Only a small percentage of moles require medical attention. A mole that has the following symptoms should be evaluated by Dr Scaccia (a physician specializing in skin diseases).
• Appears after the age of 20
• Looks unusual or changes in any way.
If Dr Scaccia suspects skin cancer he will remove all or part of the mole for microscopic examination. This procedure, which is usually performed in the Dr’s office, is simple, relatively painless, and does not take more than a few minutes. Because Dr Scaccia utilizes his scar less technique it does not leave a scar unlike many other physician’s procedures.
Moles are rarely cancerous and, once removed, unlikely to recur. Dr Frank Scaccia should be consulted if a mole reappears after being removed.
Wearing a sunscreen and limiting sun exposure may prevent some moles. Anyone who has moles should examine them every month and visit Dr Scaccia if changes in size, shape, color, or texture occur or if new moles appear.
A team of researchers at Duke University where Dr Scaccia attended college and graduated Magna Cum Laude and Phi Beta Kappa reported in 2003 that topical application of a combination of 15% vitamin C and 1% vitamin E over a four-day period offered significant protection against Sun Burn .
The researchers suggest that this combination may protect skin against aging caused by sunlight as well.
A Wart is generally a small, rough growth, typically on a human’s hands or feet but often other locations, that can resemble a cauliflower or a solid blister. They are caused by a viral infection, specifically by one of the many types of human papillomavirus.
There are as many as 10 varieties of warts, the most common considered to be mostly harmless. It is possible to get warts from others; they are contagious and usually enter the body in an area of broken skin. They typically disappear after a few months but can last for years and can recur.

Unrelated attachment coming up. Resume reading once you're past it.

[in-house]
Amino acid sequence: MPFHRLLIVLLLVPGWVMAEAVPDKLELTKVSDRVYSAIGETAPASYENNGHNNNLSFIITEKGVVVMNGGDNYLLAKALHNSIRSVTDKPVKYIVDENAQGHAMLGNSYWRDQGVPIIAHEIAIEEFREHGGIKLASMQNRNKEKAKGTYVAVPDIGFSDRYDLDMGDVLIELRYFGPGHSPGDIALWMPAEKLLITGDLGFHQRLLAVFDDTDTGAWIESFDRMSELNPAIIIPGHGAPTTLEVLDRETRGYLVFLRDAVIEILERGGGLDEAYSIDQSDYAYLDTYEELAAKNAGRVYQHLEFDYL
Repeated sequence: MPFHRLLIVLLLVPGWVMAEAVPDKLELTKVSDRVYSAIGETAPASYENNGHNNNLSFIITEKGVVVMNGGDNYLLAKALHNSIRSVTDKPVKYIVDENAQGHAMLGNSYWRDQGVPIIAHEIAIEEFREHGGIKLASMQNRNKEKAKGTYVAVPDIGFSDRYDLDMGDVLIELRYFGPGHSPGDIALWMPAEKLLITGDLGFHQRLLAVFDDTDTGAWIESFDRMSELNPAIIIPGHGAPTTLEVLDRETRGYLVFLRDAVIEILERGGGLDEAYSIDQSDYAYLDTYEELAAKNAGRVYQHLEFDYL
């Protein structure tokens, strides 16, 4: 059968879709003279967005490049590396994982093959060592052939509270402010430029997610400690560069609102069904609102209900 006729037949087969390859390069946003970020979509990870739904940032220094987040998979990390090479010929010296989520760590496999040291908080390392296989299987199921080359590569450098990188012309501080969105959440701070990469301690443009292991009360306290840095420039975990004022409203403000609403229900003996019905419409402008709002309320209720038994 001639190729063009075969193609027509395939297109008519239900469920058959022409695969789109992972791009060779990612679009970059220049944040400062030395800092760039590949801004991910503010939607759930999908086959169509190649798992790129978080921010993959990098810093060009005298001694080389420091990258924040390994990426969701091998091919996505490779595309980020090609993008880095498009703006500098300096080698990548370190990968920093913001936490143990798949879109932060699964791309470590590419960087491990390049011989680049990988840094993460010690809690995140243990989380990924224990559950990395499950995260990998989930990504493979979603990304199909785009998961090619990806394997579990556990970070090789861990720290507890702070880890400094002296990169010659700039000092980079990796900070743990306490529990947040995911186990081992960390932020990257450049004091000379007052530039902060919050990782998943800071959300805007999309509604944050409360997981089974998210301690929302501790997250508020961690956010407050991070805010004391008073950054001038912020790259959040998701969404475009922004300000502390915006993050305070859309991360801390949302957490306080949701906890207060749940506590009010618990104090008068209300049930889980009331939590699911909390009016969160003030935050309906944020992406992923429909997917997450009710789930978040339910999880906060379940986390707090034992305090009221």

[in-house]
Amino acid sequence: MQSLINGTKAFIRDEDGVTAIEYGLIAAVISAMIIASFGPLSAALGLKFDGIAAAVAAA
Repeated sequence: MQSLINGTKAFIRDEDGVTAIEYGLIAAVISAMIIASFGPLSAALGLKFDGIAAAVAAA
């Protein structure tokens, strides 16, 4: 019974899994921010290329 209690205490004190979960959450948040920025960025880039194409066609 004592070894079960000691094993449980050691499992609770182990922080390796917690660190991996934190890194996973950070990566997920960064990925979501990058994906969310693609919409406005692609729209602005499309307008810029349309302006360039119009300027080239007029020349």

Types of Warts
A range of types of wart have been identified, varying in shape and site affected, as well as the type of human papillomavirus involved. These include:
• Common wart ( Verruca vulgaris ), a raised wart with roughened surface, most common on hands, but can grow anywhere on the body;
• Flat wart ( Verruca plana ), a small, smooth flattened wart, flesh-colored, which can occur in large numbers; most common on the face, neck, hands, wrists and knees;
• Filiform or digitate wart, a thread- or finger-like wart, most common on the face, especially near the eyelids and lips;
• General wart (venereal wart, Condyloma acuminatum , Verruca acuminata ), a wart that occurs on the genitalia.
• Mosaic wart, a group of tightly clustered plantar-type warts, commonly on the hands or soles of the feet;
• Periungual wart a cauliflower-like cluster of warts that occurs around the nails.
• Plantar wart (verruca, Verruca plantaris ), a hard sometimes painful lump, often with multiple black specks in the center; usually only found on pressure points on the soles of the feet.
What is a Skin Tag (acrochordon)?
Skin tags are common, acquired, benign skin growths that look like a small piece of soft, hanging skin. Skin tags are harmless growths. Some individuals may be more prone to tags (greater than 50-100 tags) either through increased weight, in part combined with heredity, or other unknown causes. Males and females are equally prone to developing skin tags. Obesity and being moderately overweight (even temporary increases in weight) dramatically increase the chances of having skin tags.
Women of normal weight with larger breasts are also more prone to developing skin tags under their breasts.
Some small tags spontaneously rub or fall off painlessly and the person may not even know they had a skin tag. Most tags do not fall off on their own and persist once formed. The medical name for skin tag is acrochordon.